I’ve IVE is the group’s first full album and, as their first comeback longer than two tracks, almost doubles the size of their discography. (Yes, the title is an unfortunate crime against grammar.) Although it’s IVE’s first foray into crafting an extended set of B-sides, the biggest story here is still the two singles. At first glance, the whispered, bitchy anti-drop of prerelease single “Kitsch” feels at odds with the group’s sound. But a closer listen uncovers percussion bubbles boasting the same precision as the verses of “Love Dive,” and the lyrics about looking envy-worthy on Instagram fit right into their established rich-girl aesthetic — it doesn’t matter whether it’s a bug or feature that “nineteen’s kitsch” is a hilariously obvious rewrite of a demo about being a nineties bitch. 

But where “Kitsch” is a breezy introduction to the era, “I Am” is a triumph. The group’s previous singles were distinctly fun, but this latest one is grand. The melodies challenge the vocalists in new ways, making each determined, sky-high launch into the chorus feel earned (“Life is a beautiful galaxy”), and the production sparkles with powerful synths and even a glittering electric guitar in the final chorus. On a technical level, “I Am” is not the group’s most interesting track (the pre-chorus and chorus are just the same melody repeated), but it’s maybe more impressive how the girls make it so that it doesn’t matter, generating a stronger emotional pull here than on any of their previous releases. Importantly, both singles make obvious what was previously mere subtext: IVE’s music is about watching their own star being born.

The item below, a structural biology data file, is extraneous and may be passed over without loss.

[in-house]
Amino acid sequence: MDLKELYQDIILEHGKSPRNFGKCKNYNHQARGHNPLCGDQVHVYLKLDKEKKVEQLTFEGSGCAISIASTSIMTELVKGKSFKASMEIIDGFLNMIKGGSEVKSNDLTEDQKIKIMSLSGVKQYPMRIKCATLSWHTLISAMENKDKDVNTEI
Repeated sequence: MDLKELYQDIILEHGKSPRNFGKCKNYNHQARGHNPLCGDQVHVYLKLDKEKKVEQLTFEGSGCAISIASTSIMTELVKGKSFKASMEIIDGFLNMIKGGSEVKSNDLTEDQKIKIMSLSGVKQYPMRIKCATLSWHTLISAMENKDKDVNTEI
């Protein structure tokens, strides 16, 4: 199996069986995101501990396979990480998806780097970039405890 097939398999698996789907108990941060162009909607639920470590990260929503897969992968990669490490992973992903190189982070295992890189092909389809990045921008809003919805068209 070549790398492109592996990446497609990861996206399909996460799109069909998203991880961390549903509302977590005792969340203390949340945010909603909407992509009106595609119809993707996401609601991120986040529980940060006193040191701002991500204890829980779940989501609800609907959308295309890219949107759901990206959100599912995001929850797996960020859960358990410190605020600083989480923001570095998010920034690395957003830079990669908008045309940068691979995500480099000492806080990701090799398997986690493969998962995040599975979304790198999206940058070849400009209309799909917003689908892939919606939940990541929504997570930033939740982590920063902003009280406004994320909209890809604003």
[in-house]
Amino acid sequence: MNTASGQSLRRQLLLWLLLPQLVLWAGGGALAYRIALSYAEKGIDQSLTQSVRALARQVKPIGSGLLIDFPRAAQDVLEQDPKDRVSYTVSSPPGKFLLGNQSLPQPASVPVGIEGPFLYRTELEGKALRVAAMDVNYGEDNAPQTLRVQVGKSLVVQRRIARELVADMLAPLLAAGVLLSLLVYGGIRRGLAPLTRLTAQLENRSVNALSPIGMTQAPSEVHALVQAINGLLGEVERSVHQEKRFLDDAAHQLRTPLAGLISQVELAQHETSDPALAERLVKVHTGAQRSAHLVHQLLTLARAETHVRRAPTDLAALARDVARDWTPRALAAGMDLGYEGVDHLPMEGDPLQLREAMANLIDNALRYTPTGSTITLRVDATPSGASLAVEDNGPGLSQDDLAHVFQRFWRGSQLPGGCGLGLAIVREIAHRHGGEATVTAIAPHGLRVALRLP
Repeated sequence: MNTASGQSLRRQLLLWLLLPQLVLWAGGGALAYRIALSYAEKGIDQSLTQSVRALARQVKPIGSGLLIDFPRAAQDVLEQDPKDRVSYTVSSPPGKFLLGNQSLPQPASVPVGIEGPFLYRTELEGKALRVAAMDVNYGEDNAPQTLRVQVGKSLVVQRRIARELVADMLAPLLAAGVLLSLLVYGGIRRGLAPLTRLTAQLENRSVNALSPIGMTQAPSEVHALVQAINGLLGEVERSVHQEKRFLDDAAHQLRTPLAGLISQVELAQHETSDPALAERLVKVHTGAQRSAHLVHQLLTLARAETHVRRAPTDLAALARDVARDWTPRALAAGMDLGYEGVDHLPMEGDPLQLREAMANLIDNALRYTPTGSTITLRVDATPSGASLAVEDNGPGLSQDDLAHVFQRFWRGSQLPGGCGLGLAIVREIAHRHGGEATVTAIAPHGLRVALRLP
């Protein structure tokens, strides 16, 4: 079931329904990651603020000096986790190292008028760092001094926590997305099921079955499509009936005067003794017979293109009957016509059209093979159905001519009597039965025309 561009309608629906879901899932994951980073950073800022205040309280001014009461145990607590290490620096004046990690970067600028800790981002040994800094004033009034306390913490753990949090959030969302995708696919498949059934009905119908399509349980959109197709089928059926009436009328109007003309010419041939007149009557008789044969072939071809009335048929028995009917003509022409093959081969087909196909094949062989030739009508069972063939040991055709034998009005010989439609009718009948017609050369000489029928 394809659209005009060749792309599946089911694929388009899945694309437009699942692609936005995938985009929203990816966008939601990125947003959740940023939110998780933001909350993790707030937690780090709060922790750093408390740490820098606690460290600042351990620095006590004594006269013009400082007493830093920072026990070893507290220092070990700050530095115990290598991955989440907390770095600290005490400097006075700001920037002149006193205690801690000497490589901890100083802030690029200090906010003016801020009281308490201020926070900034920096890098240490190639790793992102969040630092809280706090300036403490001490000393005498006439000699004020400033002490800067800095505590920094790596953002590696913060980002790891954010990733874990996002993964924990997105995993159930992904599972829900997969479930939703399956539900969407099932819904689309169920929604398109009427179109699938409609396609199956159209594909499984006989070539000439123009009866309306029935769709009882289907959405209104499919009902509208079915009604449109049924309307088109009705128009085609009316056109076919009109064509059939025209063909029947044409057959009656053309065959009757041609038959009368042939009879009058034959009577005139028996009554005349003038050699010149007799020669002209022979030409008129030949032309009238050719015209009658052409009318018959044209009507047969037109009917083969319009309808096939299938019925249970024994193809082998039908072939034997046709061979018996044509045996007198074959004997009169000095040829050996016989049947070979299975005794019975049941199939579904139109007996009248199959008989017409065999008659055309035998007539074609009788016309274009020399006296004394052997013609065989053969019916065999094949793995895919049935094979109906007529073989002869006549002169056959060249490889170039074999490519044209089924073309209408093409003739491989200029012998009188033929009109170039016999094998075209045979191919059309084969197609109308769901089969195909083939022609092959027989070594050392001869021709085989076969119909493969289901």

I’ve IVE stands at 11 tracks total, and the B-sides range from interesting to serviceable. A few stand out as new territory for the group: namely, the anthemic chants and minor-key strings of “Blue Blood” (title reinforcing their branding), the genuinely cute Disney Channel pop of “Not Your Girl,” and the clanging piano chords of “Hypnosis,” which could have soundtracked a rap song as easily as it does IVE’s light vocals. (After playing it straight for a year and a half, they have the right to be a bit obnoxious for two minutes.) Elsewhere, “Lips” takes another prominent piano line in an entirely different direction, with the same breezy mood as “Kitsch,” but with a less nuanced arrangement. (It’s still enjoyable, but you can tell that the singles on this album were made to hold up to much more concerted scrutiny than the rest.) And then there’s “Shine With Me,” which is a standard album-closing power ballad, not much worth any further commentary beyond that qualification.